All Auto Websites In One Place
Here you can follow 68 auto websites just by visiting us. Check the auto categories you like by clicking "popular" link at the top menu bar or our other editions such as DesignPLX, FoodiePLX at the bottom menu bar. Once you sign up, you can add more websites, categories you like and remove the ones you don't.
Learn more about MultiPLX or signup for personalized experience.
In 2017, $35,000 might buy you a really nice 2014 or 2015 Audi A6 or a beautiful pre-owned BMW 5 Series.
Maybe a dealership near you has one. Tucked in a back corner of the lot, behind all the expensive brand new cars, hidden behind the certified used cars, and shadowed by the traditional pre-owned vehicles might sit an ultra-bargain section of the lot.
The football season is officially in full swing. Now Sundays (and Mondays, Thursdays, Saturdays for college, and Fridays for high school) will be spent staring at the TV, checking your fantasy lineup, and, if you’re lucky enough to actually go to the game, tailgating.
There has never been a mid-engine Corvette and, most people believe, Chevrolet will never build one. A Corvette with power coming from behind the driver just isn’t American.
“How about we thrown in two years of free synthetic oil changes and call it good,” said the sales manager.
Should You Buy a Used Unimog? What’s a Unimog, you ask? Well, if we look to the reliable and almost-always accurate Wikipedia, we’ll learn that Unimog is a range of multi-purpose four-wheel drive trucks produced by Mercedes-Benz.
With great fanfare and media attention, Jaguar has released official images, specs and pricing of the new XE.
How far should an automaker go to make sure the drivers of its cars stay safe while limiting the amount of distractions behind the wheel?
The back-to-school season and fall sports have begun, and if you’re the parent of a child who plays any of the many fall sports, you know how important your vehicle will become when bringing athletes to their practices and, more important, games.
I’ve needed some time to digest this one. When it was announced that Mazda would unveil its 2016 MX-5 Miata this week, part me hoped for a design that would blow me out of the water and leave me with nothing to say except to declare Mazda the king of all roadsters.
For a long time I thought Mitsubishi would be the next car brand to die in the U.S. but now I’m not so sure because another brand here is showing signs of slowly bleeding out.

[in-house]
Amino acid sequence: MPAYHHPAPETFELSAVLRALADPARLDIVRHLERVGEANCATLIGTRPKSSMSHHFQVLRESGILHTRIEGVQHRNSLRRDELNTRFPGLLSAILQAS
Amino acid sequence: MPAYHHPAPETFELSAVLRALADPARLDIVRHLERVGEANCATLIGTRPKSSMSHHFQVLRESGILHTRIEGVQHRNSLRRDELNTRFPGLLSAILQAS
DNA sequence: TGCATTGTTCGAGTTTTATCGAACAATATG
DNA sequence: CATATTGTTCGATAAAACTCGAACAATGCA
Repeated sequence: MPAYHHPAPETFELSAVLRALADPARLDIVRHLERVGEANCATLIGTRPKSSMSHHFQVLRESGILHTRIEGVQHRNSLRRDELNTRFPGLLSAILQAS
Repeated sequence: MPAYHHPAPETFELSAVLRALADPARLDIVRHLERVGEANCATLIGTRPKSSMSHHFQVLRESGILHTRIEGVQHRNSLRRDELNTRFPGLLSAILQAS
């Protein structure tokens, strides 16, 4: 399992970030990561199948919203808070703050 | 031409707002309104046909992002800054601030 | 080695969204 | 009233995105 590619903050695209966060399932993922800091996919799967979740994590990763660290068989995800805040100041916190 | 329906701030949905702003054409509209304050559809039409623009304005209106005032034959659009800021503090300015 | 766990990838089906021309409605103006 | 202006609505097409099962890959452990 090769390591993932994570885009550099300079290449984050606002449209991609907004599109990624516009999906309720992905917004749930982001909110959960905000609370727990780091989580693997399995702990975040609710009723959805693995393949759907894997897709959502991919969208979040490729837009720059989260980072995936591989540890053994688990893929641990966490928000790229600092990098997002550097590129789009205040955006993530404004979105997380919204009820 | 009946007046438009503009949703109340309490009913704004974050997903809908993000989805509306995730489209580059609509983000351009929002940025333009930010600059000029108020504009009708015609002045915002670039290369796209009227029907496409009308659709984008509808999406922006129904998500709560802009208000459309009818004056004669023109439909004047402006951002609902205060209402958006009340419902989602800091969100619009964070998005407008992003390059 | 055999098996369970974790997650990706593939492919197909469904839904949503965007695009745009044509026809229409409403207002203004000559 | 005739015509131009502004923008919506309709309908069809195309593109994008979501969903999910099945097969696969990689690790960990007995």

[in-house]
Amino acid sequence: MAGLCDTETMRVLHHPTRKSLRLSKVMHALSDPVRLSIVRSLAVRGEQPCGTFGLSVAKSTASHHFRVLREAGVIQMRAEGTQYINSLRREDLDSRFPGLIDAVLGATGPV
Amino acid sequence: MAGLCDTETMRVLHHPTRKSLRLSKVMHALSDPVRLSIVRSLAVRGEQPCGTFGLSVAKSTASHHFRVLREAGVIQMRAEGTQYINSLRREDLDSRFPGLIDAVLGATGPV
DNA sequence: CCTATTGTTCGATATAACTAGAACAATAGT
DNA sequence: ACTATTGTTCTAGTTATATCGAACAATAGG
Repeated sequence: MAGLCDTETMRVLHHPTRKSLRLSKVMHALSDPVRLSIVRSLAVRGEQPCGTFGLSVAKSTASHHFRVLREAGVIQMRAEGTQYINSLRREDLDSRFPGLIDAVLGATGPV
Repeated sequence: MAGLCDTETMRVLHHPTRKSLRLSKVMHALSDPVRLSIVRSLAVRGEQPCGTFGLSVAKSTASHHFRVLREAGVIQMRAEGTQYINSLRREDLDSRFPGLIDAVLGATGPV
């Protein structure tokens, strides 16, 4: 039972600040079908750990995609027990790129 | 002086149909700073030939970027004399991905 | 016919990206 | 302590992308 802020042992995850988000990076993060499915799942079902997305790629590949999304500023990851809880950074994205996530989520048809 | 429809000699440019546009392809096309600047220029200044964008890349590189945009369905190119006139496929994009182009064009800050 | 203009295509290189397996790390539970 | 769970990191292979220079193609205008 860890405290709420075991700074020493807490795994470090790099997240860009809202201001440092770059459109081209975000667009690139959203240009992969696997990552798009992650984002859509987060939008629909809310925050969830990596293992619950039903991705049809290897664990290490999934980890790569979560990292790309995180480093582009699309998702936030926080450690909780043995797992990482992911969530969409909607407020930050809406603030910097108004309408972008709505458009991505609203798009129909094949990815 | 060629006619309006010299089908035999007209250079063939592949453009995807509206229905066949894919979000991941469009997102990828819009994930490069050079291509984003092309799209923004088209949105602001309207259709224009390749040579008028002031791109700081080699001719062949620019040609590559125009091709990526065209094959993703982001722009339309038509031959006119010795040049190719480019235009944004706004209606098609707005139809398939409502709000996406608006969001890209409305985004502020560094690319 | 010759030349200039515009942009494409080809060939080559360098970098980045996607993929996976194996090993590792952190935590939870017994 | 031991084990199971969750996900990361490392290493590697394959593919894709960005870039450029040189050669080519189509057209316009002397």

Just throw a BMW logo on it and call it good? There are two kinds of people who buy BMWs: People who appreciate the dynamics of a true rear-wheel-drive performance machine.
Two headlines grabbed my attention this weekend, both of which pertain to the purchasing of cars. Yes, I know there are plenty of more exciting headlines, such as the production of the 2015 Mustang and spy shots of soon-to-be-revealed new models, but none of that matters if no one is around to buy new and used versions of those cars.
I only saw it for a moment. While driving out of town and heading north toward my favorite lake, I turned my head because something odd caught my attention.
It’s time to welcome the new and returning students of Boston. All 250,000 of them. In Boston, the first week of September is a very important (and crazy busy) time of year.
Car designers were on their game in the 1960s, but it seems they took a two-decade vacation in the ’70s and ’80s.
A couple of days ago, CarGurus posted a link on its Facebook page to an article listing the top 10 cars we can’t buy in the United States.
In all my years on this planet, never, not once, have I done a double-head turn to check out a Corvette.
Caution: don’t use the cup holders Buying a used Audi seemed like a great idea at the time. I found the 2008 Q7 on a dealer’s lot and used the CarGurus price analysis tool to determine that the car was a good value.
Assuming you have no connection with an apparently successful, but now convicted, group of criminals, you could become the proud new owner of a rare American muscle car.